(b) Productivity The average labour productivity or the output of a single worker is important to determine the standard of living. Macroeconomics will inquire into the factors that decide on the employee productivity growth rate. Let us look at Figure 1.2. What can you say about it?

    Figure 1.2: Productivity per employee in Malaysia

    Figure 1.2 shows the average productivity per employee in Malaysia in the years from 1982 to 2008. The productivity per employee increased, except for the years between 1985 and 1986; 1997 and 1998; and from 2008 to 2009, due to periods of economic downturn.

    (c) What is the Cause of Decline and Growth in an Economy?

    Any economy will surely go through decline and growth. In relation to this, macroeconomics will look at the causes of these changes in the economy and the government policies that can be implemented to overcome an economic problem. Figure 1.3 shows the rate of economic growth in Malaysia between 1980 and 2010.

    ACTIVITY 1.1

    Can employee productivity decline even if there is an increase in total output? Explain.



    Figure 1.3: Rate of economic growth in Malaysia

    Figure 1.3 shows both economic growth and decline. For example, an obvious economic downturn occurred in Malaysia from 1985 to 1986, due to the commodity price crisis; from 1997 to 1998, because of the currency crisis in Asia; and in 2009, due to the global economic crisis. These three situations slowed down the Malaysian economy, causing the growth rate to be in the negative during the years 1985, 1998 and 2009.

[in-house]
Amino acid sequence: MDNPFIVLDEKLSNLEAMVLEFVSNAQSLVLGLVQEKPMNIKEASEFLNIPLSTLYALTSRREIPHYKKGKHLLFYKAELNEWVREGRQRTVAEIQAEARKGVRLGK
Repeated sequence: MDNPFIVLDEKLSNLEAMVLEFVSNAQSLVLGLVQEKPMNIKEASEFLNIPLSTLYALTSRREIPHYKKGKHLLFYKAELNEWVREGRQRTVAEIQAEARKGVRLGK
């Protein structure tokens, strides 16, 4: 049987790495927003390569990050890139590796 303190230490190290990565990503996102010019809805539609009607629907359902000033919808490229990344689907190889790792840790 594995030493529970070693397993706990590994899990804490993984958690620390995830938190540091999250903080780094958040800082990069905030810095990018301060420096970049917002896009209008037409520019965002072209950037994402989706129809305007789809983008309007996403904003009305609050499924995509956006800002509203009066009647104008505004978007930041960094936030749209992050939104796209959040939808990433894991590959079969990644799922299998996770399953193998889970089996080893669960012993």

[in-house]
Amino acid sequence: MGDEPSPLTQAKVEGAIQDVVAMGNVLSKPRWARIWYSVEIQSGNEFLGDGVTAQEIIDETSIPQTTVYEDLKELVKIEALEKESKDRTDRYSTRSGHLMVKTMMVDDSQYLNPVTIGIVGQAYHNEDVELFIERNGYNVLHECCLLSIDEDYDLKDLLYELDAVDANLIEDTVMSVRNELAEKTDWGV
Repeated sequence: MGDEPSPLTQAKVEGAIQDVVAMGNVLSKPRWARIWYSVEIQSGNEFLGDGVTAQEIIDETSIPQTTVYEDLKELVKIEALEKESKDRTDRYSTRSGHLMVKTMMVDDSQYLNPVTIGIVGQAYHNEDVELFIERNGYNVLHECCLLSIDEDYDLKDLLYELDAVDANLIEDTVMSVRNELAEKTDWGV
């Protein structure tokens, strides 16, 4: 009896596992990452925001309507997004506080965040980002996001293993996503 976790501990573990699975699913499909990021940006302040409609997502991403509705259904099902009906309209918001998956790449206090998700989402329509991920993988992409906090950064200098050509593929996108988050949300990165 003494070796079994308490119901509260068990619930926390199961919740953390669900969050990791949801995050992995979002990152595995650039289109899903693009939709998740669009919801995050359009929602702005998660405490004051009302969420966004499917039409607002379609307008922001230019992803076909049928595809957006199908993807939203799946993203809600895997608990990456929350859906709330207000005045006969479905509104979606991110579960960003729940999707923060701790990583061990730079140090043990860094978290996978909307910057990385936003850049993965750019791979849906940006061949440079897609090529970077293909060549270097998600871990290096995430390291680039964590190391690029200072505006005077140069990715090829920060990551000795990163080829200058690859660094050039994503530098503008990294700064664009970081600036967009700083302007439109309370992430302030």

(d) What Factors Affect Unemployment? What does it mean by rate of unemployment? Rate of unemployment means there is an available work force that wants to work but has no jobs. The rate of unemployment will increase when there is a decline in the economy, but unemployment also happens when the economic situation is good. Macroeconomics will examine the reasons for unemployment, types of unemployment and ways to overcome unemployment. Let us look at Figure 1.4 which shows the rate of unemployment in Malaysia.

    Figure 1.4: Rate of unemployment in Malaysia


    Based on this figure, we can see that the rate of unemployment was the highest during the years from 1985 to 1986, due to the economic downturn (the fall in commodity prices). After 1986, the rate declined but rose again from 1998 to 1999 due to the Asian financial crisis. The rate then dropped again in 2000. After that the rate was about the same, ranging from 3.3 to 3.6 percent.

    (e) What Factors Cause the General Price Levels or Inflation to Rise?

    What does inflation mean? Inflation is an increase in the general price level and is usually measured by looking at changes in the Consumer Price Index. The questions asked in a macroeconomics analysis are:

    (i) What are the factors affecting inflation?

    (ii) Why does the inflation rate differ from time to time?